When I was a youngster, I absolutely loved those “can you spot the difference?” games in the back of magazines that presented two, almost identical pictures side by side, where in which the object was to find the subtle differences between the two pictures. I was pleasantly surprised when I discovered, almost by accident, that several of the doubles in my collection were different issues, and therefore had very subtle differences. I thought to myself, hmm, why not create a “can you spot the difference?’ game for the readers of The Prudent Groove?

Presented below are five pictures, each picture containing two albums. Can you spot the difference between them? Answers to each are located in the comments… DON’T CHEAT!Alpert

Galactic Funk

Ill

Cypress Hill

CCR

SLIMNASTICS

SlimSummer is swiftly approaching, and you know what that means. It’s time to abandon that pint of Chunky Monkey and drop those lingering “depression pounds” so you can become the best, superficial, objectified, shallow beach snob in all of Los Angeles County!

You’re probably asking yourself, “But how will I lose this row of bicycle tires in time to accept my crown as Big Kahuna of Venice Beach?” SLIMNASTICS is how. SLIMNASTICS is an ancient exercise technique of foolish looking, and ineffective body positions that you can struggle to achieve in the comfort of your own living room (with the lights off and all the shades drawn).

ManSLIMASTICS is designed by Dr. Charles A. Bucher, a guy famous for doing stuff (his resume is on the back sleeve in case you question his academic prodigiousness). With one side of the record devoted for men, and the other for women, Dr. Bucher engulfs your home stereo system and coaches you, step-by-step, on how to touch your toes and lift your arms. He’s offered a series of Picturegrams (I’m pretty sure ol’ Charlie made this word up) that oversimplify the insanely complex technique known as the push-up (among others).

WomanDig through your box of “To Goodwill” clothes and adorn those embarrassingly tight running shorts because Dr. Charles A. Bucher and his award-winning exercise program, SLIMNASTICS, are going to fool you into believing you can achieve social acceptance with a slim, new, beach-friendly body.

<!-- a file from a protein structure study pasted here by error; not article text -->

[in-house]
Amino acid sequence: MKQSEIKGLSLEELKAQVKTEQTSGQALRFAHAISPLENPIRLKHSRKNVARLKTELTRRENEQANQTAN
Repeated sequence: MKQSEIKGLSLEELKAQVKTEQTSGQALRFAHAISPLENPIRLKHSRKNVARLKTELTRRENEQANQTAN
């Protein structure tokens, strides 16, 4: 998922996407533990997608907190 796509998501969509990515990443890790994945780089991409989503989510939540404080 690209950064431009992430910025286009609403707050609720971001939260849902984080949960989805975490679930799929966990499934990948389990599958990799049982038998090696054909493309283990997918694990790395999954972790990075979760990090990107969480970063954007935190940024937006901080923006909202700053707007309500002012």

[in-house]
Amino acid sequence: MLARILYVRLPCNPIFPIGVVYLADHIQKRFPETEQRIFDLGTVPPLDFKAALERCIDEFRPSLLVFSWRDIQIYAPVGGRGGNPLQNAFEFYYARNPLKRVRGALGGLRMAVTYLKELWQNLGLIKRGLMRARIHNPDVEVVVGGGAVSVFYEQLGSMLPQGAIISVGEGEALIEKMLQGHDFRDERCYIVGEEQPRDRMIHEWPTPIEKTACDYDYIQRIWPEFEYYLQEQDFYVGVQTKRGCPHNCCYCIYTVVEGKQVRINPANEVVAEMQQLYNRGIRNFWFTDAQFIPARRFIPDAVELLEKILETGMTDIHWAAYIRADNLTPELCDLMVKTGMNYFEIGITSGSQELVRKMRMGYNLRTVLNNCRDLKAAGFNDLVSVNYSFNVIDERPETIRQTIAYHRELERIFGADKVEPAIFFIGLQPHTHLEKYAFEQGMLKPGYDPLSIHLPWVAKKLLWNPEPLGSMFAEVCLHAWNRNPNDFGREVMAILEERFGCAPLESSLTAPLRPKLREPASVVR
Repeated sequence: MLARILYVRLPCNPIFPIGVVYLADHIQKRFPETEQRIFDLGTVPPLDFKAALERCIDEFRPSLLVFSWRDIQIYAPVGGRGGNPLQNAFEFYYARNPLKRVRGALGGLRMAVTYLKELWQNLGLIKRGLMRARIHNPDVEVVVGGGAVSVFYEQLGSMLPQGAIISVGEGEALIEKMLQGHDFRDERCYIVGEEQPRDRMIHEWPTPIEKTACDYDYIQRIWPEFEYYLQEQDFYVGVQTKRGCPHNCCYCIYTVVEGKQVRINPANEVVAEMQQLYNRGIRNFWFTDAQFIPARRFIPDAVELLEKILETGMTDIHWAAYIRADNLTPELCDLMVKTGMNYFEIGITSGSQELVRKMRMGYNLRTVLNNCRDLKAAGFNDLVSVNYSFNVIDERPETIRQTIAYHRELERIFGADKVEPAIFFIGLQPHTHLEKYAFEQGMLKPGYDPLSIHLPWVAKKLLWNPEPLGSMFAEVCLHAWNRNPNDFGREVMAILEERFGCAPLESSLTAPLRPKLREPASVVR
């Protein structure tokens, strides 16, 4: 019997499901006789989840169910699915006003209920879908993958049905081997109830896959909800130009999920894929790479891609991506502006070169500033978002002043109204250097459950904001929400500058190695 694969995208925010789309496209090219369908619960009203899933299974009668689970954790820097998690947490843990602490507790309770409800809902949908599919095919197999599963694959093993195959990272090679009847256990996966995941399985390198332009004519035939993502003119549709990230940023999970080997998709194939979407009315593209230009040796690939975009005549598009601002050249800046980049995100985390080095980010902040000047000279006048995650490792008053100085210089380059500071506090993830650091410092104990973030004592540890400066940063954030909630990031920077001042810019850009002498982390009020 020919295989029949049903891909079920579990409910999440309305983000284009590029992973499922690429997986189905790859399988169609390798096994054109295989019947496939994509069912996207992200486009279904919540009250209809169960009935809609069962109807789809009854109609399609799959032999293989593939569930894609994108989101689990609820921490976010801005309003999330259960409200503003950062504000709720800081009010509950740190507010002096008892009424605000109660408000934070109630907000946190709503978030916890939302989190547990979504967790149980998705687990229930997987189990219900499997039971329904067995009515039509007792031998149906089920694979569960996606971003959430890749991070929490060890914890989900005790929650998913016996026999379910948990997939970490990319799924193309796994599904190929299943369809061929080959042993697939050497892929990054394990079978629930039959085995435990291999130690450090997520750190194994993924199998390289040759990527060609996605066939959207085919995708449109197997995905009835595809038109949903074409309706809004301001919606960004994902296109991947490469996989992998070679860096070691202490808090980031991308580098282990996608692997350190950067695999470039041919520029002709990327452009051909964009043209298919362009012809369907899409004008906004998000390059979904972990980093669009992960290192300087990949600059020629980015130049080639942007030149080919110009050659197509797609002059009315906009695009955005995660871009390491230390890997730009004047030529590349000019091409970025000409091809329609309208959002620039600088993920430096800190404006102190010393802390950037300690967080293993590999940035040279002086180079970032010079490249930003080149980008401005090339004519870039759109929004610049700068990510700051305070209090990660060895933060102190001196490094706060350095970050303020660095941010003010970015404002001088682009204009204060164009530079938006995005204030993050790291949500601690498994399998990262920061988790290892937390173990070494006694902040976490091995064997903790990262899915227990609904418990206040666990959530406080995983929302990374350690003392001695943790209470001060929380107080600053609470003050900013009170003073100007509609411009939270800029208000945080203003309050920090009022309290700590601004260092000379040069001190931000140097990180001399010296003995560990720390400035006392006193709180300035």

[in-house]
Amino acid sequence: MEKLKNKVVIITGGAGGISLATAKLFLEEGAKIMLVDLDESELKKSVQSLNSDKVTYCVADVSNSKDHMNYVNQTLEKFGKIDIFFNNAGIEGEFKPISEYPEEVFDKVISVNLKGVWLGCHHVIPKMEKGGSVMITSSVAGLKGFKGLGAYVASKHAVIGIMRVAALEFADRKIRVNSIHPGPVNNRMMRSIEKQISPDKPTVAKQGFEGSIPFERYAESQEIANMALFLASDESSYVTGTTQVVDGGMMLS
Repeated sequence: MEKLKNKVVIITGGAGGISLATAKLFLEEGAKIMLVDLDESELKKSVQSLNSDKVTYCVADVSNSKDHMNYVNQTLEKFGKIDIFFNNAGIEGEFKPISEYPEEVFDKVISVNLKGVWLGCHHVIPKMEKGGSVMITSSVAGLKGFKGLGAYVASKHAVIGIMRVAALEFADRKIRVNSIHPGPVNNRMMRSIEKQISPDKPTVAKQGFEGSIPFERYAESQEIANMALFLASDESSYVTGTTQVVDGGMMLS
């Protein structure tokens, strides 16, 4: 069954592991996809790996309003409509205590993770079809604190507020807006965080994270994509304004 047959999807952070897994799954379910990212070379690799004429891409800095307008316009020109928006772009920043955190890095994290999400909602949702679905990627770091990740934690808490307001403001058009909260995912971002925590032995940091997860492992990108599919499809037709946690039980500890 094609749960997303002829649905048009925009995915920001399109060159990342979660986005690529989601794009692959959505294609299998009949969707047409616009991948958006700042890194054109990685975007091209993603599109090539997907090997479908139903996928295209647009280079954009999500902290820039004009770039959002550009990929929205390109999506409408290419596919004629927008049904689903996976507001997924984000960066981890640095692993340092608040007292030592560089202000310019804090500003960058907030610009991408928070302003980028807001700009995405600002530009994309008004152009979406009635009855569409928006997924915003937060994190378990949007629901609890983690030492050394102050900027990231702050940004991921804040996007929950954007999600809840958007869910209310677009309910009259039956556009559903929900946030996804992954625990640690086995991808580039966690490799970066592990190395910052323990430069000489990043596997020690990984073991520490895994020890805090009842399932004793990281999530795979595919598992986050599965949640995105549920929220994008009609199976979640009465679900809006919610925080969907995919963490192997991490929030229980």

(The Prudent Groove is not responsible if you do not achieve social acceptance with your slim, new, beach-friendly body.)

Train Your Bird to Talk

Bird CoverAre you a lonely bird owner who, until now, hasn’t realized your life lacks that proper amount of relaxing, mundane conversation with your trapped, feathered friend? Well, didn’t you come to the right place, you crazy little bird owner, you? Yesterday I unearthed this remarkable album at Goodwill, and with a morbid curiosity the size of say, a Lincoln Town Car, I rushed home to discover what a record specifically designed to train a bird to mimic say, a monologue written by Aaron Sorkin, would actually sound like.

After a brief and surprisingly soothing acoustic soiree, a calming female voice emits from the left, then the right channel repeating, “Hello. Hello. Hello. Hello. Hello. Hello. Hello. Hello. Hello. Hello. Hello. Hello. Hello. Hello. Hello. Hello…” As I sat and listened to this woman repeat this two-syllable word from opposite ends of the room, I began to count. The Prudent Groove is very happy to report that track one from Train Your Bird to Talk consists of a woman saying, “hello” 122 times. I’d love to see what the budget for this record was as I’m almost 122% certain that this “voice actor” said “hello” exactly one time, then it was looped for an excruciating 87 minutes (it may have been just over three minutes, but it felt like a hellish torture chamber of lies, burnt toast, wet socks and whatever else gets under my skin that I can’t conjure up at the moment).